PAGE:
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One of the largest invertebrates to have ever lived once roamed the beaches of ancient England.
Arthropleura was a giant millipede that weighed the same as a large dog, and a recently discovered fossil reveals some of the secrets of its enormous size.
The largest-ever land-dwelling arthropod has been discovered on a beach in northern England after a chance find by a researcher.
The giant millipede Arthropleura would have been one of the largest invertebrates ever, living over 300 million years ago. A fossilised fragment of the huge creature found in Northumberland has enabled scientists to estimate its length at around 2.6 metres, similar to that of a small car.
Dr Greg Edgecombe, a specialist in the evolution of arthropods at the Museum and who reviewed the paper describing the discovery, says, 'Fossils of Arthropleura have been known for nearly 170 years, with the most significant finds coming from the UK, continental Europe and north America.
'The biggest articulated specimens we had previously known about, which were found in Germany, suggested that Arthropleura could reach a length of two metres and was the largest land-living arthropod of all time. This new specimen raises the bar.'
The findings of the researchers, led by the University of Cambridge, were published in the Journal of the Geological Society.
Arthropleura existed during the Carboniferous Period, which lasted from around 359 to 299 million years ago. At the time, Earth was much more oxygen-rich than it is now as much of the carbon was locked up in woody plants which could not easily be broken down.
While the planet's atmosphere today contains around 21% oxygen, the atmosphere at the time had levels of over 26%, and for periods greater than 30%.
The Carboniferous is also known to have been the time when giant arthropods dominated. Insects like Meganeura, which would have looked like bird-sized dragonflies, were among the many large bugs found across the world.
It has been suggested that the higher level of oxygen at the time allowed for the insects to grow much larger. Insects breathe using trachea, tubes which deliver oxygen directly into the tissues of the body, whereas many other animal species use blood to deliver the gas.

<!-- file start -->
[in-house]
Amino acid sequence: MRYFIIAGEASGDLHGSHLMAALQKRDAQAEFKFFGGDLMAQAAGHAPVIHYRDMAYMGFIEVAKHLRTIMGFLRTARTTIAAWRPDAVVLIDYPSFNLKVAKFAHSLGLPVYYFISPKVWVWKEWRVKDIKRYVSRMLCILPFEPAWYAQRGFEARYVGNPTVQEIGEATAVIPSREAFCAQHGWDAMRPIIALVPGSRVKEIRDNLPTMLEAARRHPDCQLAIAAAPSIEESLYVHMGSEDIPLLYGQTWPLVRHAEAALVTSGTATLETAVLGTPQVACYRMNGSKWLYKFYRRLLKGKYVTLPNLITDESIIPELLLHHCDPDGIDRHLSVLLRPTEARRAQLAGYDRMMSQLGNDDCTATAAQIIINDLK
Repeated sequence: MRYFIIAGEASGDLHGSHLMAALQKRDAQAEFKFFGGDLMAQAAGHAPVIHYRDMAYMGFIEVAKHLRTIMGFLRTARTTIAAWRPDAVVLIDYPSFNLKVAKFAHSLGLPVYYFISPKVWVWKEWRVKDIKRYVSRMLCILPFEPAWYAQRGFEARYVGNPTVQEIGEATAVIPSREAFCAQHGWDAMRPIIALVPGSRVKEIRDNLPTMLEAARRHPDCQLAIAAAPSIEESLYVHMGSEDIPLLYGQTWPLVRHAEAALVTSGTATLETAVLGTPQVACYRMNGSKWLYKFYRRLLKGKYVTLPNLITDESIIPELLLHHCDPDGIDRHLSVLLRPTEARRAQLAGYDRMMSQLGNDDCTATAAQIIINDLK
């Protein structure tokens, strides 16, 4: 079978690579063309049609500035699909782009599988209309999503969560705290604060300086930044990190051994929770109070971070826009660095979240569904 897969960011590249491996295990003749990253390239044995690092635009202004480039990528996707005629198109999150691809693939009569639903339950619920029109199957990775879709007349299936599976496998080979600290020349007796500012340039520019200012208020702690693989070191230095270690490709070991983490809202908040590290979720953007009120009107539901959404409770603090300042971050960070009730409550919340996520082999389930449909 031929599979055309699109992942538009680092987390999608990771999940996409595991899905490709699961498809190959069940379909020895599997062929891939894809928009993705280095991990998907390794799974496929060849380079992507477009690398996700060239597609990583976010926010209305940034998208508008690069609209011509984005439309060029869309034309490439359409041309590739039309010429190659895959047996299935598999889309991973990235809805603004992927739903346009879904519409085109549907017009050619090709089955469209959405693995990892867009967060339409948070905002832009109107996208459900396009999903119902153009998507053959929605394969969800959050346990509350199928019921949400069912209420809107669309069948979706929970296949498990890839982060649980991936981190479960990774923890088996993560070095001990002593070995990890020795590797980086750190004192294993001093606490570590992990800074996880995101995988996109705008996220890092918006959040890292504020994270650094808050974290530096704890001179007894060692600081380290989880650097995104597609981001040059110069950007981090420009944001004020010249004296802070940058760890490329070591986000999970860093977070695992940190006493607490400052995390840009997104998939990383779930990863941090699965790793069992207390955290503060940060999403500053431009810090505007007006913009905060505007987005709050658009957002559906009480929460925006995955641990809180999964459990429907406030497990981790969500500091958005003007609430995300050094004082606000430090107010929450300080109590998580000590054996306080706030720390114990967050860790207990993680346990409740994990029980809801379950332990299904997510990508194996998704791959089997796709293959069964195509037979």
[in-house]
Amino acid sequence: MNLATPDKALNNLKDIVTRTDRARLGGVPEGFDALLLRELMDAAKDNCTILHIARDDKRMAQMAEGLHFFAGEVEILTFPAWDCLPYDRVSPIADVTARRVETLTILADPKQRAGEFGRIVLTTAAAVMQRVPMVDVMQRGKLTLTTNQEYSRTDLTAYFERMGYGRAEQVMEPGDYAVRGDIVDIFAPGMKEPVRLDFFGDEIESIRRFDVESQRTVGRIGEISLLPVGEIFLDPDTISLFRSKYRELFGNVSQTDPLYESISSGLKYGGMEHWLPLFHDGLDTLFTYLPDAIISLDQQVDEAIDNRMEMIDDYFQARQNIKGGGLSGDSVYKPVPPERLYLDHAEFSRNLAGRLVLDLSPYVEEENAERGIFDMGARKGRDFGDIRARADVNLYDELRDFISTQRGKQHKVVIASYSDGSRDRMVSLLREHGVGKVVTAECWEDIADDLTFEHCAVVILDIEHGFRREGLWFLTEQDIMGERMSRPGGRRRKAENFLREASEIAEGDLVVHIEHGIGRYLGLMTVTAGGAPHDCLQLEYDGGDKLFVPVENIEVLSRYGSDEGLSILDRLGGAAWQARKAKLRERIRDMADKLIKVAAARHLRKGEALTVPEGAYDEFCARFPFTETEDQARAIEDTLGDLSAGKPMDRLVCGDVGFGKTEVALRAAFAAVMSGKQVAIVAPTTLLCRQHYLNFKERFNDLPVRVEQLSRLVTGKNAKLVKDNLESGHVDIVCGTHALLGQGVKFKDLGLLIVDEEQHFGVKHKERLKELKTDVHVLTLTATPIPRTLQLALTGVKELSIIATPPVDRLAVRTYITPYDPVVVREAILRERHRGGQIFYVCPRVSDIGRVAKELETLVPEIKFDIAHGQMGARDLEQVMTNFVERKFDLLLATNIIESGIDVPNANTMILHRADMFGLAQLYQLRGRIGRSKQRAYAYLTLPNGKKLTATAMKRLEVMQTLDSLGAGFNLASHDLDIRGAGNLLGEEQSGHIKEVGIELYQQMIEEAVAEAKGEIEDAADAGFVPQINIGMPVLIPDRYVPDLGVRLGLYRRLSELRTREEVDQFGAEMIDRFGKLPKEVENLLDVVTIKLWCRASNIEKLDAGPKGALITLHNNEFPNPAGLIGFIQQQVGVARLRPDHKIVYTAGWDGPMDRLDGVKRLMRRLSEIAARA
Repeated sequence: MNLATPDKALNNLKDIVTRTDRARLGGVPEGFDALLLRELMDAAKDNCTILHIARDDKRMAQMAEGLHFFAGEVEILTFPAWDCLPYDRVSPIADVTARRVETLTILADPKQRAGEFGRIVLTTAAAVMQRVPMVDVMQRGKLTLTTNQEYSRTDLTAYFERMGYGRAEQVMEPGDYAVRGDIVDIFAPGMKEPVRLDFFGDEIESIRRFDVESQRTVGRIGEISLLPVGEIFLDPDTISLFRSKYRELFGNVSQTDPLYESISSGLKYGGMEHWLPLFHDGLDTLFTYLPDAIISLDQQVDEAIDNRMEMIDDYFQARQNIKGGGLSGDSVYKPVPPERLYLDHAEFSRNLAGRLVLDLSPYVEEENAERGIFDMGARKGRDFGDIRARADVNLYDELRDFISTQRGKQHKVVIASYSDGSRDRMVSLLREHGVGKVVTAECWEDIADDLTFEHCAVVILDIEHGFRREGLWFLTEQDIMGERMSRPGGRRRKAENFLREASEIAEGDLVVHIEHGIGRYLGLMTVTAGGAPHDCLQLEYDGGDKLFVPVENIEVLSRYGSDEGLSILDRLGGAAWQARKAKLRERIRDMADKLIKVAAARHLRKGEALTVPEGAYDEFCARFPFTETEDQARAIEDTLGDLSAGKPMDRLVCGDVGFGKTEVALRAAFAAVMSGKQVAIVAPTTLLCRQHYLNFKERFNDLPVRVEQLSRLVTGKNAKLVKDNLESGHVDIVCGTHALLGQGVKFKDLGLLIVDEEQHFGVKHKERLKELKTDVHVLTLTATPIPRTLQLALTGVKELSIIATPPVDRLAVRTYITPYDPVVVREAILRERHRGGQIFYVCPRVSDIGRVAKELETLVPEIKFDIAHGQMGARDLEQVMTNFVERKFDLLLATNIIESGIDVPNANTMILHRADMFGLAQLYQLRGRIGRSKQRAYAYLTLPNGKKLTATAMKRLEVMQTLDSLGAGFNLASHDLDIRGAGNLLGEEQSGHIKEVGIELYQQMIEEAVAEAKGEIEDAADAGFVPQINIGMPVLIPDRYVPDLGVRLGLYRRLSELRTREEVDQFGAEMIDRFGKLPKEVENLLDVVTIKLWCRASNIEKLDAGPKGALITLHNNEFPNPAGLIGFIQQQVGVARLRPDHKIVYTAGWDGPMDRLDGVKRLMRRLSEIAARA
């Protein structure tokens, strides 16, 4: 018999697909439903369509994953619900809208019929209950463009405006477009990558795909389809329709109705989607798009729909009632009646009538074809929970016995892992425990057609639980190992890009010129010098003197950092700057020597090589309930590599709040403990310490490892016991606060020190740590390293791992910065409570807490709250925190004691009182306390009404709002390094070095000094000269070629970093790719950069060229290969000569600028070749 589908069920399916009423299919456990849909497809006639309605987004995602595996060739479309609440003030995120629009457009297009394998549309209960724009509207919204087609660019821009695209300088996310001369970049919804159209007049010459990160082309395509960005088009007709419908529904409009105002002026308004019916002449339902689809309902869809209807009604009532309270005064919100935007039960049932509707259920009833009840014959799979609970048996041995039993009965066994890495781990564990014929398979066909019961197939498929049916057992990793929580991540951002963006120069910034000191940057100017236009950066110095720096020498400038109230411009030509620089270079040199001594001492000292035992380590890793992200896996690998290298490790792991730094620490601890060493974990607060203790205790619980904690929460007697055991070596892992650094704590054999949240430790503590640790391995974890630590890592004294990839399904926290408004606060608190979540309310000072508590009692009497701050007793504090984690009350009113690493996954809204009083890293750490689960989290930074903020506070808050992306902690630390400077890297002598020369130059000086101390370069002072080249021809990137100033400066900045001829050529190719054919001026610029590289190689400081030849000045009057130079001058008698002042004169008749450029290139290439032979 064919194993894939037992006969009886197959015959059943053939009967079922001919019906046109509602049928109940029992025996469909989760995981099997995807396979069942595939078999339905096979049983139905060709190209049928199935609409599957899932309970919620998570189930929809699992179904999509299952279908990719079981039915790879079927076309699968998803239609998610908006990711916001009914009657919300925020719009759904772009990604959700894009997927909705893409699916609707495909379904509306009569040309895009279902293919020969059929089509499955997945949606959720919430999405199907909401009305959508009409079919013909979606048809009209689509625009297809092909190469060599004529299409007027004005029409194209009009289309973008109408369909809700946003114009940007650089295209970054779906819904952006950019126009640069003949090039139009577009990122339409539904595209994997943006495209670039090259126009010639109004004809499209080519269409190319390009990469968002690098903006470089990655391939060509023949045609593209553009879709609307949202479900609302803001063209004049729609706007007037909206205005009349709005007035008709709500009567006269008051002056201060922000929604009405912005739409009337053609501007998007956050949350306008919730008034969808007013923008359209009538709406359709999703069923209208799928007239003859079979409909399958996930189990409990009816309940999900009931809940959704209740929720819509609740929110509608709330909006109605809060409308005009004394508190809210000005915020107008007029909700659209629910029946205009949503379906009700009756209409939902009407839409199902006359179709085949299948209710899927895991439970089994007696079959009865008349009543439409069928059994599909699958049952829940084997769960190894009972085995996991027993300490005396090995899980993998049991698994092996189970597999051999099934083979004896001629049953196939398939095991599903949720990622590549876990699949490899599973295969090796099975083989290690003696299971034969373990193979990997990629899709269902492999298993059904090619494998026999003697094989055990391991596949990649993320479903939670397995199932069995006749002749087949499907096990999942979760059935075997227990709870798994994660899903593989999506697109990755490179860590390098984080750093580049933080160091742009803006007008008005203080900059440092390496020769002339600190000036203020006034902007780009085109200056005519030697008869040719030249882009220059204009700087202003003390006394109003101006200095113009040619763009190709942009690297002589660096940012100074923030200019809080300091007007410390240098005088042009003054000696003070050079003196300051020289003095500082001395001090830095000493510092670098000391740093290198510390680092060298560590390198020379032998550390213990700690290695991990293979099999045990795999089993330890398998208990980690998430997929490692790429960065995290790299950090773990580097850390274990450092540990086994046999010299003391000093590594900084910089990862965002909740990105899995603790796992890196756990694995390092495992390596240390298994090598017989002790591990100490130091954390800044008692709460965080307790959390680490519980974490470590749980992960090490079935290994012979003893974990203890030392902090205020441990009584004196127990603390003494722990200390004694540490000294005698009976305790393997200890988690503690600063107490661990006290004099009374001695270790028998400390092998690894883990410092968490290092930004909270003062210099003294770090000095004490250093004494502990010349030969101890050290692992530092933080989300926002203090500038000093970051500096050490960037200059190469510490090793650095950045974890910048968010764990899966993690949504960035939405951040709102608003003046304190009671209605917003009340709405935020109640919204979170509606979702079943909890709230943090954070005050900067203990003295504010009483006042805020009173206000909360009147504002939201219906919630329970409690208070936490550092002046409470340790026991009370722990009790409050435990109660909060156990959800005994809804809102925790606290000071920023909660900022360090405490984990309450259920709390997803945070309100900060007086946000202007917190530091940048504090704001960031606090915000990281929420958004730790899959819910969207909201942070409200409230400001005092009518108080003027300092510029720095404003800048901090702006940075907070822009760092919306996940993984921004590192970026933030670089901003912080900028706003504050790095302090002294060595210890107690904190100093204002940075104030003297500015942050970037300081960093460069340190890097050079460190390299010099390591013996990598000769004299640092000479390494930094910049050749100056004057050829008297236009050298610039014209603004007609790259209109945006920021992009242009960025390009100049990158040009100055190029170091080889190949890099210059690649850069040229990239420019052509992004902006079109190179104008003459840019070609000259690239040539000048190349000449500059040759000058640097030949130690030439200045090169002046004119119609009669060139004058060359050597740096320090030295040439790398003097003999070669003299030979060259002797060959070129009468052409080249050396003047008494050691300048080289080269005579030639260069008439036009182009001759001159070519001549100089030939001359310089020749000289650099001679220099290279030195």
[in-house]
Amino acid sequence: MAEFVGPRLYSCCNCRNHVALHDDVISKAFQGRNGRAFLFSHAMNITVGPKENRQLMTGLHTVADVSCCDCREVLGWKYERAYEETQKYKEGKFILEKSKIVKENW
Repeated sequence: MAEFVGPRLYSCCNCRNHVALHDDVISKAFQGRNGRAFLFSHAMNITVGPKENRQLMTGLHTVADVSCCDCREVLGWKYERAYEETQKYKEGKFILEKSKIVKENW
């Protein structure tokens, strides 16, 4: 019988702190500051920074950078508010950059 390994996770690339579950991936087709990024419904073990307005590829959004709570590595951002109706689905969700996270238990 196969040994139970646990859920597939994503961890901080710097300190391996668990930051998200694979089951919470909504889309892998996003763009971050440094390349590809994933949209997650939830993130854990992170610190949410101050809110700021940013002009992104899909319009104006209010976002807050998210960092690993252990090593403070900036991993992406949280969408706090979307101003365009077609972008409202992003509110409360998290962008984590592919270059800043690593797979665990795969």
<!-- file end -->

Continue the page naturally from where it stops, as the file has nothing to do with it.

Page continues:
With this system, oxygen moves relatively slowly into the bodies of insects. This means that tissues at the centre of larger arthropods wouldn't receive enough oxygen to survive under current conditions, but if there was more oxygen in the atmosphere during the Carboniferous, then these animals may have been able to grow larger.
This concept remains strongly debated, with other theories suggesting that insects grow large to avoid the toxic effects of oxygen at high concentrations, or that a lack of flying predators allowed for them to develop larger bodies.
In any event, most Arthropleura specimens come from the latter part of the period, leading scientists to suggest that their size was related to the large amount of oxygen in the atmosphere.
However, the most recent specimen was found in rocks dating to a time when proportions of oxygen in the atmosphere was only slightly higher than today, calling this idea into question.
The specimen was found among a rock fall from a cliff in Howick Bay in Northumberland in 2018. In the Carboniferous, this area would have been located near to the Equator, with the rocks surrounding the fossil thought to have been part of an ancient river channel.
The paper's lead author, Dr Neil Davies, says, 'It was a complete fluke of a discovery. The way the boulder had fallen had perfectly exposed the fossil which one of our former PhD students happened to spot when walking by.'
After receiving permission to extract the fossil, the researchers found that it is one of the most complete specimens of Arthropleura ever discovered, and by far the largest. It is believed to represent the upper half of the exoskeleton of the giant millipede, which was filled in by river sediment after being cast off.
This would have helped preserve the shape of the animal, with the remains of Arthropleura's body often falling apart after death.
'Most specimens are disarticulated body parts,' says Greg, 'often just pieces of the dorsal exoskeleton that we can recognise from their distinctive tuberculate ornament. However, a few largely complete juveniles have been described which gave a solid clue as to how many body segments the animal had.'
Using this knowledge and evidence from preserved tracks, the scientists estimated that it would have weighed up to 50 kilogrammes, which is about the same as a large dog.
In addition to its larger size, the specimen has also revealed more about how the giant millipede lived.
'Arthropleura has often been thought of as preferentially living in coal swamps, which were widespread at the time from which most of its fossils are found,' Greg explains. 'The geology of the new find suggests that it also lived in open woodland.'
The fossil was also found close to the preserved tracks of a large tetrapod, suggesting that they lived together in the same environment. The woodland would have provided a wealth of food for the giant millipede, which may help explain its large size.
'While we can't know for sure what they ate, there were plenty of nutritious nuts and seeds available in the leaf litter at the time,' Neil says, 'and they may even have been predators that fed off other invertebrates and small vertebrates such as amphibians.'
After around 45 million years on Earth, Arthropleura is believed to have gone extinct over 250 million years ago. While the reasons remain uncertain, some have suggested that reptiles outcompeted them for food then replaced them, leaving the world clear for the rise of the dinosaurs.